A visit to Doylestown wouldn’t be complete without a stop at Mercer Museum, one of the town’s best attractions. Starting Jan. 24, museum-goers can drop in on a new exhibit, “House & Home.”

Visitors can experience just what the American home represents – from colonial times up to present day – in a series of artifacts, photographs, film clips, construction materials and “please touch” elements. A companion exhibit features items from Henry Mercer’s early investigations into “old houses.”

Also take advantage of a variety of programs that provide more details, including uncovering the life story of your own home, the significance of Levittown and another mid-20th century suburban community, and an insider’s look at several home renovation and building projects in Doylestown Borough.

The exhibit ends March 15. Most programs are included in the museum admission price.

The museum is open daily: 10 a.m. to 5 p.m. Mondays through Saturdays; noon to 5 p.m. Sundays. Information: (215) 348-9461 or www.mercermuseum.org.

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Businessman Jonathan Rudolph Turns Property Into Bed and Breakfast

In 2001, businessman Jonathan Rudolph purchased the property at 50 S. Main St. as part of a multi-entity land transfer from the Elfman estate. That purchase allowed for other transactions to occur. The neighboring Elfman house would become home to Doylestown Historical Society. The barn at the rear of the property would eventually house a meeting room and research center. The area between the stone house and barn, later acquired by Doylestown Borough, would be turned into a public park.

With plans to turn the old house into an inn, Rudolph took on a major renovation of what had become a run-down building. Work began in November of 2001. The old frame addition, with uneven ramshackle floors and an enclosed porch, were demolished and removed. The original basement had plaster on earthen walls and a dirt floor. Walls were underpinned with engineered, cantilevered steel beams for a new three-story addition that consisted of six inn rooms and a kitchen.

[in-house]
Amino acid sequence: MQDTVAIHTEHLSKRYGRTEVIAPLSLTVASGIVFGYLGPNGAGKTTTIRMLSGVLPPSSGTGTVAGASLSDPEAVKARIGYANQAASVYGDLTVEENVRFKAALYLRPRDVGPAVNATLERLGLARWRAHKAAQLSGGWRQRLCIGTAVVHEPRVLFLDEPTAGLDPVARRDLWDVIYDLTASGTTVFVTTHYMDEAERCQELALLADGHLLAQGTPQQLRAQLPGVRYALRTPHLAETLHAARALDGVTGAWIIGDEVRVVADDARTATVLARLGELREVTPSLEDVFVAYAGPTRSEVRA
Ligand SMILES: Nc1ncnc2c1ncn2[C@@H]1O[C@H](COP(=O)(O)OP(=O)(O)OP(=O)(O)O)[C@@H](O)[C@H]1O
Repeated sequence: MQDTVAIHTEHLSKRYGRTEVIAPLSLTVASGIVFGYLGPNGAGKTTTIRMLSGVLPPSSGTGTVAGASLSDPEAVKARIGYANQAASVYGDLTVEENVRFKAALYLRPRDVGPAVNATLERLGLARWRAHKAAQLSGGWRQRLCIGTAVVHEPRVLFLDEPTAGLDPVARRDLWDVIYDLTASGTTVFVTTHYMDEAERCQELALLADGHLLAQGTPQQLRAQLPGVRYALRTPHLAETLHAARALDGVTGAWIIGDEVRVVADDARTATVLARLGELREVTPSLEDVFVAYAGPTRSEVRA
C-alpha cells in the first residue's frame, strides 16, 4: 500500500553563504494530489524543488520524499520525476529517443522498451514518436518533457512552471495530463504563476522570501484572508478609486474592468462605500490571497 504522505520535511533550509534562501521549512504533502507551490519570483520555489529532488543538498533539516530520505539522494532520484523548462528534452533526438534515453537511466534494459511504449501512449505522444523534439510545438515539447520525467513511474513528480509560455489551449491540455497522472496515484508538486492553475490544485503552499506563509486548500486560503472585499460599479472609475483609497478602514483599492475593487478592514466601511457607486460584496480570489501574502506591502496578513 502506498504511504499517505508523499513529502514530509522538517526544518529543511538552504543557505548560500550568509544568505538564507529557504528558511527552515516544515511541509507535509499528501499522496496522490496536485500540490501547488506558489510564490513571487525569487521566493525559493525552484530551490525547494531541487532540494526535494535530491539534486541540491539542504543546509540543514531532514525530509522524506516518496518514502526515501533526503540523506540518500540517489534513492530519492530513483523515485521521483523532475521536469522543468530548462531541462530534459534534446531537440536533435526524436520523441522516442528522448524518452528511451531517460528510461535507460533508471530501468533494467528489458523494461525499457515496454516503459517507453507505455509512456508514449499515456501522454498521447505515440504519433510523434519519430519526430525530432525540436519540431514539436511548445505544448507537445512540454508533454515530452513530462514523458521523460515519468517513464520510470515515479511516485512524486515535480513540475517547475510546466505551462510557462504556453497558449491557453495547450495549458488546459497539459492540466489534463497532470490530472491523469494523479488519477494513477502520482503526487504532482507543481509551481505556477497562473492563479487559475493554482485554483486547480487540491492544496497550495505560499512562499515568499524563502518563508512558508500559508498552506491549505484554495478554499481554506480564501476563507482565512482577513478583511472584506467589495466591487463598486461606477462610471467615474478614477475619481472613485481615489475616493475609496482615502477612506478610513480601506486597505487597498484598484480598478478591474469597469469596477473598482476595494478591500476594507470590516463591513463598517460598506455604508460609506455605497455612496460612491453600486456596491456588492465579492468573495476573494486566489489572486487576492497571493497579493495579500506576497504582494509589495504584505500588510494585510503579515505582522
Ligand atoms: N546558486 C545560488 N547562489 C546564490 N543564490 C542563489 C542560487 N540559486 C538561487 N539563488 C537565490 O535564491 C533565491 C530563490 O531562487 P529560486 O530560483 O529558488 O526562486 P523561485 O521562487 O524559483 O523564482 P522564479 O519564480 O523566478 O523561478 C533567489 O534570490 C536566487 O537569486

The original stone house also was gutted, leaving only exterior walls, studs, and hand-hewn beams in the process. During the demolition, workmen stumbled upon an old squirrel’s nest that was hidden behind a wall. In the nest were several buttons from a Civil War uniform. Those buttons are now on loan and displayed at Doylestown’s Civil War Museum on Broad Street.

Work was completed the following year, and in October 2002, Doylestown’s only full-service bed and breakfast opened for business. It was originally called the 1814 House, but subsequently was named the Old Hargrave House.

As 2014 is set to end, our 200-year history lesson comes to a conclusion as well. There has been a lot of activity at 50 S. Main St. over the years. At this point, the future is an open book. We hope you’ll join us as we continue to chronicle the happenings of Hargrave House Bed & Breakfast.

 

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Stone Mason, Then Builder Buy Hargrave House Property

Ten years after the death of stone mason John P. Stilwell and five years after the death of his widow, the estate sold the house and lot to Robert and Anna McKenney for $6,000 in 1935.

The McKenney family lived in Newtown. He was also a stone cutter in the marble yard, working as a mason for about eight years before retiring at the age of 68. While work proceeded at the marble yard behind 50 S. Main St., it is unclear if the house was rented. The 1940 federal census does not list anyone living there.

In 1943, two years prior to Robert McKenney’s death, building contractor John H. Elfman purchased the house and lot at 50 S. Main St. The price tag was $8,800. Our Facebook page has a few views of the building (looking rather shabby) during that year. The photos were taken by James M. Kane, assistant librarian at Bucks County Historical Society. Just eight years before, Elfman purchased the house next door that became his family home. That house is now home to Doylestown Historical Society.